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Biologia Plantarum

, Volume 59, Issue 3, pp 401–412 | Cite as

Translation initiation in plants: roles and implications beyond protein synthesis

  • S. Dutt
  • J. Parkash
  • R. Mehra
  • N. Sharma
  • B. Singh
  • P. Raigond
  • A. Joshi
  • S. Chopra
  • B. P. Singh
Review

Abstract

Protein synthesis is a ubiquitous and essential process in all organisms, including plants. It is primarily regulated at translation initiation stage which is mediated through a number of translation initiation factors (eIFs). It is now becoming more apparent that in addition to synthesis of proteins, eIFs also regulate various aspects of plant development and their interaction with environment. Translation initiation factors, such as eIF3, eIF4A, eIF4E, eIF4G, and eIF5A affect different processes during vegetative and reproductive growth like embryogenesis, xylogenesis, flowering, sporogenesis, pollen germination, etc. On the contrary, eIF1A, eIF2, eIF4, and eIF5A are associated with interaction of plants with different abiotic stresses, such as high temperature, salinity, oxidative stress, etc. Similarly, eIF4E and eIF4G have roles in interaction with many viruses. Therefore, the translation initiation factors are important candidates for improving plant performance and adaptation. A large number of genes encoding eIFs can functionally be validated and utilized through genetic engineering approaches for better adaptability and performance of plants by inhibiting/minimizing or increasing expression of desired eIF(s).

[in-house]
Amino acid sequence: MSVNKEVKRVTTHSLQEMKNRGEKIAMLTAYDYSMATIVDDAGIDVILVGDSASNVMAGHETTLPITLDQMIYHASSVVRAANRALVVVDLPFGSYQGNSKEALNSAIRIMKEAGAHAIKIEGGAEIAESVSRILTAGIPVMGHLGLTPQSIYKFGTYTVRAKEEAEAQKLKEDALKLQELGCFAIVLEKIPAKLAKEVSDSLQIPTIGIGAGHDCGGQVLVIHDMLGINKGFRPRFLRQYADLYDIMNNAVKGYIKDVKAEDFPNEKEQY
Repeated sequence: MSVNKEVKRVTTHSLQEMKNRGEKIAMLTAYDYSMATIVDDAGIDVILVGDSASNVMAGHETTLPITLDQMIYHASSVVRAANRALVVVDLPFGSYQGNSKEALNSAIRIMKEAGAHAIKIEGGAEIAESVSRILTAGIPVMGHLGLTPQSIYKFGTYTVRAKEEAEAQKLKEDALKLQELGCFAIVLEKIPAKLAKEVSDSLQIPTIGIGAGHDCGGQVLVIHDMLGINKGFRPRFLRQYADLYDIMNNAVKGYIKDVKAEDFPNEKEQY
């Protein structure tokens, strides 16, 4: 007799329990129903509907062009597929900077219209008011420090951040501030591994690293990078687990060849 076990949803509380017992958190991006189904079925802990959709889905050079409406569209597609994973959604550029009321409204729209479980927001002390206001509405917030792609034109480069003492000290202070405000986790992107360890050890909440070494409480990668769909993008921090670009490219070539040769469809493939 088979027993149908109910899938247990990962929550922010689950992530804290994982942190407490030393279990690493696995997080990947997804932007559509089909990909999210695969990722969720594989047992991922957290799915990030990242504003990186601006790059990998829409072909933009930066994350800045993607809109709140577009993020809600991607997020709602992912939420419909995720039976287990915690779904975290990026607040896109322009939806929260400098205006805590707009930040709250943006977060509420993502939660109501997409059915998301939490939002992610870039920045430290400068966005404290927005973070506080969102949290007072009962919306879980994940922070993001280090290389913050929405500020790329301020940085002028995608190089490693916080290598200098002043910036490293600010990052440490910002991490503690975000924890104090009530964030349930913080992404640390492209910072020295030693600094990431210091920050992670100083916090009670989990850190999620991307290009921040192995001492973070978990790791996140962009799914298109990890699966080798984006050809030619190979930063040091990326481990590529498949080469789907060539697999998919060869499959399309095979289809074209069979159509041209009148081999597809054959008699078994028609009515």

Additional key words

embryogenesis germination high temperature oxidative stress salinity viral diseases water stress 

Abbreviations

AA

amino acid

CITE

cap-independent translation element

Cys

cysteine

eIF

translation initiation factor

GEF

guanine nucleotide exchange factor

Met

methionine

mRNA

messenger RNA

ORF

open reading frame

PABP

poly(A)-binding protein

PIC

pre-initiation complex

P-site

peptidyl site

RRM

RNA recognition motif

tRNAi

initiator transfer RNA

UTR

untranslated region

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Supplementary material

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Copyright information

© Springer Science+Business Media Dordrecht 2015

Authors and Affiliations

  • S. Dutt
    • 1
    • 2
  • J. Parkash
    • 2
  • R. Mehra
    • 2
  • N. Sharma
    • 2
  • B. Singh
    • 1
  • P. Raigond
    • 1
  • A. Joshi
    • 1
  • S. Chopra
    • 1
  • B. P. Singh
    • 1
  1. 1.ICAR — Central Potato Research InstituteShimlaIndia
  2. 2.Biotechnology DivisionCSIR — Institute of Himalayan Bioresource TechnologyPalampurIndia

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